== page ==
When the needle exchange opened in February 2016, Santa Ana’s then-Police Chief Carlos Rojas told the Los Angeles Times that the Civic Center made the most sense as the site of the group.
“It’s away from residential areas,” he said at that time. “We have a large homeless population there and a high concentration of IV drug users, so we saw this area as being more beneficial not only for the people who will be using the service, but also from a public safety aspect.”
Barbour said his group has made efforts over the program’s lifespan to temper litter.
The group educates each user on the importance of disposing of syringe litter and provides sharps containers to everybody for needles disposal despite not being legally required to do so, Barbour said.
These containers are also provided to neighboring businesses and the needle exchange offers to pick up and dispose of the containers free of charge, Barbour said.
The organization also seeks to encourage people to return used needles to the exchange by providing them with more needles in return.
Barbour said the group, which has about 15 core members and about 100 volunteers, is willing to do whatever needs to be done to rectify the situation, but it needs help.
“What we are doing is pretty comprehensive, but if we are going to be more comprehensive, we need the city to stop fighting the program and work with us,” Barbour said.
The California Department of Public Health said the Orange County Needle Exchange was operating in a manner consistent with the expectations of syringe services programs supported by the State of California.
When asked about the state agency’s remarks, Cortez said he couldn’t comment on anything other than “the negative impact we’ve suffered here in our city.”
Cortez provided a document with dozens of photos of needles strewn about the public library and surrounding areas.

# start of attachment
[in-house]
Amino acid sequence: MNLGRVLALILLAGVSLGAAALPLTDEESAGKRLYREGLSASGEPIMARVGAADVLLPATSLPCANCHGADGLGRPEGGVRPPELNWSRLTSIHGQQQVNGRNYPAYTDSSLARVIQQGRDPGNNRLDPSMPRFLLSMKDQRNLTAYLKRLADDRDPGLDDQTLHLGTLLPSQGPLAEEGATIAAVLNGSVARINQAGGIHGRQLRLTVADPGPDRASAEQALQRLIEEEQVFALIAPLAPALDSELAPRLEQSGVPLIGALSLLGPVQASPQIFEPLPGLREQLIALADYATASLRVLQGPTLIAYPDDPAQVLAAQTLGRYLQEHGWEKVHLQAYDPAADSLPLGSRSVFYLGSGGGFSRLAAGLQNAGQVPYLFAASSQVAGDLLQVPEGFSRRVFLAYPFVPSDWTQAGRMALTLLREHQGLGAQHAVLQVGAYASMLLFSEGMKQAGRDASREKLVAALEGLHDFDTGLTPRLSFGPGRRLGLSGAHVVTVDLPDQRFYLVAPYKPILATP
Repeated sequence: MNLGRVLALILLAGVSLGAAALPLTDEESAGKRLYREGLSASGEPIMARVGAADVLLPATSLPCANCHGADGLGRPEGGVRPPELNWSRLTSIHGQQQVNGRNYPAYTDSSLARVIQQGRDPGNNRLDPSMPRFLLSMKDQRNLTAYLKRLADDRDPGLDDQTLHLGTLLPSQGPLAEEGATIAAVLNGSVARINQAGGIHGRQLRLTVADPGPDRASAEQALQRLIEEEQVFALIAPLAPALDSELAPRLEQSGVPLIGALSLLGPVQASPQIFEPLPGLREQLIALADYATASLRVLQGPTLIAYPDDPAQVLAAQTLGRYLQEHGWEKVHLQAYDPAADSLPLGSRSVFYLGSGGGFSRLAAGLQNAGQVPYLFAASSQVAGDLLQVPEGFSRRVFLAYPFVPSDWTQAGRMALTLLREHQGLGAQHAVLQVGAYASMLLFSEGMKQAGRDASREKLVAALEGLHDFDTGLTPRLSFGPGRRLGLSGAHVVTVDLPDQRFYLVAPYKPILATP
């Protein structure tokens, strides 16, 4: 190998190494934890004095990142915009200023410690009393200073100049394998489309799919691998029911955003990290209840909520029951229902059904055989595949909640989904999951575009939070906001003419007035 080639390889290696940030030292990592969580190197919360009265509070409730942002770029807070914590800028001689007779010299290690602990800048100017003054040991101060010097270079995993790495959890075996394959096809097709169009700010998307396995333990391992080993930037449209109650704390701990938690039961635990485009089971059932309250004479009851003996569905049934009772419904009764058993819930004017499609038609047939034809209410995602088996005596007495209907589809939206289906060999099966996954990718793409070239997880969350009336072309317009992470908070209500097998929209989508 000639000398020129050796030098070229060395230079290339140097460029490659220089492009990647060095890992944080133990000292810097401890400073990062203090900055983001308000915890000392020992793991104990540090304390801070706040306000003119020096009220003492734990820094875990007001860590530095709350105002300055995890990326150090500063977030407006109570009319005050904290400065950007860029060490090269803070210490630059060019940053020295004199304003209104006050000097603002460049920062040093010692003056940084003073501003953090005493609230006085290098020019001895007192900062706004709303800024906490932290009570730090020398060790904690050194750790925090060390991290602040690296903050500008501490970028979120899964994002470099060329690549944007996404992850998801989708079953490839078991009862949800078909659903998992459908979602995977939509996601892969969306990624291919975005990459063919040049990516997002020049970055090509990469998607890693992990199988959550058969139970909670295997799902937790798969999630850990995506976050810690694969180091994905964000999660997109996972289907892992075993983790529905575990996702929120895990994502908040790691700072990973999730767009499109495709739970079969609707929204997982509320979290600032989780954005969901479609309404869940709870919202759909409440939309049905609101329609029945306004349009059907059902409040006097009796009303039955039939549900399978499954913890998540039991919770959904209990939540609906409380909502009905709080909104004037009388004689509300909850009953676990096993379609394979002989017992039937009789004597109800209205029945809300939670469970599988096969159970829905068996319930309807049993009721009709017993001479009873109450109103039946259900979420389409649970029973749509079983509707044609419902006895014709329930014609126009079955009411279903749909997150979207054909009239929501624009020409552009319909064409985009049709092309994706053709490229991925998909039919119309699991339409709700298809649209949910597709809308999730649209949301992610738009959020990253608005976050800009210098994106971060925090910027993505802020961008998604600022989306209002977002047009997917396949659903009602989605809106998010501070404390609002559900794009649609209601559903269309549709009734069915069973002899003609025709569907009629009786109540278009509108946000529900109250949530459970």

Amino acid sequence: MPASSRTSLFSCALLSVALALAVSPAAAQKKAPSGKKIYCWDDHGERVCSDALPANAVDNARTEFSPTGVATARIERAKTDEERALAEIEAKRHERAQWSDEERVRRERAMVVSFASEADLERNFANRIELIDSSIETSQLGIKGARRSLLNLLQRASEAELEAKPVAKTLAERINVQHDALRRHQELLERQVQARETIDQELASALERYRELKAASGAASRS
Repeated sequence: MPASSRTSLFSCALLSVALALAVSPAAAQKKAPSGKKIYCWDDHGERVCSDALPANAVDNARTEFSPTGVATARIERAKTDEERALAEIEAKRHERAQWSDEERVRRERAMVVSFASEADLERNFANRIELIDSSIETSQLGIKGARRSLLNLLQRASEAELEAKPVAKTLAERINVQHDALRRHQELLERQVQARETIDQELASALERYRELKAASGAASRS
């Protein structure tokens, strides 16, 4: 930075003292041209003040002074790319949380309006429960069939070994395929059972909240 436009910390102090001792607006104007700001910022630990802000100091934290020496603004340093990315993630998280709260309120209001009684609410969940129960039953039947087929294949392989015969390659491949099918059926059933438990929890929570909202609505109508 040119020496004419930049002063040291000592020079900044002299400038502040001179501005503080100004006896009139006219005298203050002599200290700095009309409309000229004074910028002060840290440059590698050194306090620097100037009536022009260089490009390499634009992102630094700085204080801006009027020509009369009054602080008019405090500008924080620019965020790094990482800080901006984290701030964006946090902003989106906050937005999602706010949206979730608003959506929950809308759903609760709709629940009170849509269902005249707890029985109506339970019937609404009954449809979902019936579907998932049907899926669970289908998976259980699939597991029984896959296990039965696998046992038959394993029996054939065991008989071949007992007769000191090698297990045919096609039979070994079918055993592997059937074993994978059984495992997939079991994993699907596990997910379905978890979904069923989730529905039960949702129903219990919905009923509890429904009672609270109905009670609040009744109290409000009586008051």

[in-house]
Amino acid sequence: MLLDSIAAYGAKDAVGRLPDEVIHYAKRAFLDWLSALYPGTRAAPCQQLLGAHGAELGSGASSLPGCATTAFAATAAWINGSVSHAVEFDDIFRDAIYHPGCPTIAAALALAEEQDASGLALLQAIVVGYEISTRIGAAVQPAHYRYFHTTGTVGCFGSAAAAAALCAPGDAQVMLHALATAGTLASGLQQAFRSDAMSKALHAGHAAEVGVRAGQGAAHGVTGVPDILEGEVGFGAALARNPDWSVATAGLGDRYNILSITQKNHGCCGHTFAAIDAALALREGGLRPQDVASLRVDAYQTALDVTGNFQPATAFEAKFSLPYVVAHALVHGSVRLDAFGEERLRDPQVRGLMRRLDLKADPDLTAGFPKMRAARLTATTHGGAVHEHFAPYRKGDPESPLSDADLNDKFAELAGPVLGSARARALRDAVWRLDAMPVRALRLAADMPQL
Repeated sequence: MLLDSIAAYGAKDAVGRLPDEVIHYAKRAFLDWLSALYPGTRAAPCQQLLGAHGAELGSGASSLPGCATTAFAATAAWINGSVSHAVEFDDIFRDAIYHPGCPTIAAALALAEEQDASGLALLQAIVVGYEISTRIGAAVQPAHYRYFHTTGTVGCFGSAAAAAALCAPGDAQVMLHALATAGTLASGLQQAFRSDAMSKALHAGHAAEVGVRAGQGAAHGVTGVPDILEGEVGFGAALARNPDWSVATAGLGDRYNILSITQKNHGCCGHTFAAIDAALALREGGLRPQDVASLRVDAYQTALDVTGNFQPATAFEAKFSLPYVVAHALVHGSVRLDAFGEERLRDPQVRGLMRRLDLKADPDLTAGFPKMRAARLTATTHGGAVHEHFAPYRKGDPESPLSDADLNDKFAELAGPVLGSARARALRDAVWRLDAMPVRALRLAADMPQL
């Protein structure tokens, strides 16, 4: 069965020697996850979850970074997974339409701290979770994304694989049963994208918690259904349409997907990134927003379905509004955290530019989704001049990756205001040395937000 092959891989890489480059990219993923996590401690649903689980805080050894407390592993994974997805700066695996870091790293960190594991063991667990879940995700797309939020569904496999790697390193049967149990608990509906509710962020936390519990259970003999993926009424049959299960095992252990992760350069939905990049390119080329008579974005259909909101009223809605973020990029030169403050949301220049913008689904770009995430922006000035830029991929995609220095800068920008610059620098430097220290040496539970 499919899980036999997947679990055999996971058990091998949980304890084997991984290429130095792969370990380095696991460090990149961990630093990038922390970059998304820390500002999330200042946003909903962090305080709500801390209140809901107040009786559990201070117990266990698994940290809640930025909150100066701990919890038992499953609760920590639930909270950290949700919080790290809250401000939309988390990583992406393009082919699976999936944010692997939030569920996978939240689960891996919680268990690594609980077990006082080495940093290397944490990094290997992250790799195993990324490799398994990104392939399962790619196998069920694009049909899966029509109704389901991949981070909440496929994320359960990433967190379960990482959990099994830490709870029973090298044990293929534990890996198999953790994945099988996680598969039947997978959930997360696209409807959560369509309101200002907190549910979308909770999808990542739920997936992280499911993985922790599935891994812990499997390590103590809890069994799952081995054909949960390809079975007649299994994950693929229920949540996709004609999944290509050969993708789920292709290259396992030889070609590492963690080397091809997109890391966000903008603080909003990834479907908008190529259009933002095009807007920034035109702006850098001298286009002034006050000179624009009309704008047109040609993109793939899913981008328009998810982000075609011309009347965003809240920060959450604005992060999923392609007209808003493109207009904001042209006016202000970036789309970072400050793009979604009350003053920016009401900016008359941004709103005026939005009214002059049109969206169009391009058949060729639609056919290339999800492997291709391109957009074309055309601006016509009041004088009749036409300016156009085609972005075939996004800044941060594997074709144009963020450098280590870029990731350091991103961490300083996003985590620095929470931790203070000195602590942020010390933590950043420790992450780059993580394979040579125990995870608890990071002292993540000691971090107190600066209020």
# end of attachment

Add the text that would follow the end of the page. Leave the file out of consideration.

Other homelessness advocacy leaders also said the closure of the needle exchange will cause negative health issues for the county.
“The loss of the needle exchange will be a public health catastrophe and people will absolutely die,” said Aimee Dunkle, executive director and founder of the Solace Foundation of Orange County, which administers naloxone, a lifesaving overdose reversal drug, at the Civic Center.
The Solace Foundation had been partnering with the needle exchange since it opened, which increased the impact of the foundation.
Barbour said needle exchanges are generally considered to be the “access point” into communities of homeless drug users. Other advocacy and service organizations can be more effective in countering health hazards when partnering with them.
The foundation, which started in 2015 after Dunkle lost a son to a drug overdose, recorded 12 overdose reversals before partnering with the needle exchange.
In 2016, the foundation recorded 420 reversals and reached more than 1,000 last year, Dunkle said.
She believes the foundation’s effectiveness and reach will be significantly diminished with the shuttering of the needle exchange. Dunkle said she also expects to see a rise in infections like methicillin-resistant Staphylococcus aureus (MRSA) and sepsis.
Garrett Dunbar of the Orange County Burrito Project, which feeds burritos to the homeless at the Civic Center, also said loss of the needle exchange would have a negative effect on the community’s welfare.
“Eliminating the needle exchange will only have negative public health implications and increase spending on health care long term,” Dunbar said.
The Orange County Health Care Agency declined to comment.
The agency had listed the implementation of syringe services programs as a desirable strategy in its 2012-2014 Comprehensive HIV Plan to help lower HIV rates by 2015.
“Such programs, implemented as part of a comprehensive approach to HIV prevention, have been shown effective in reducing HIV infection,” the document stated.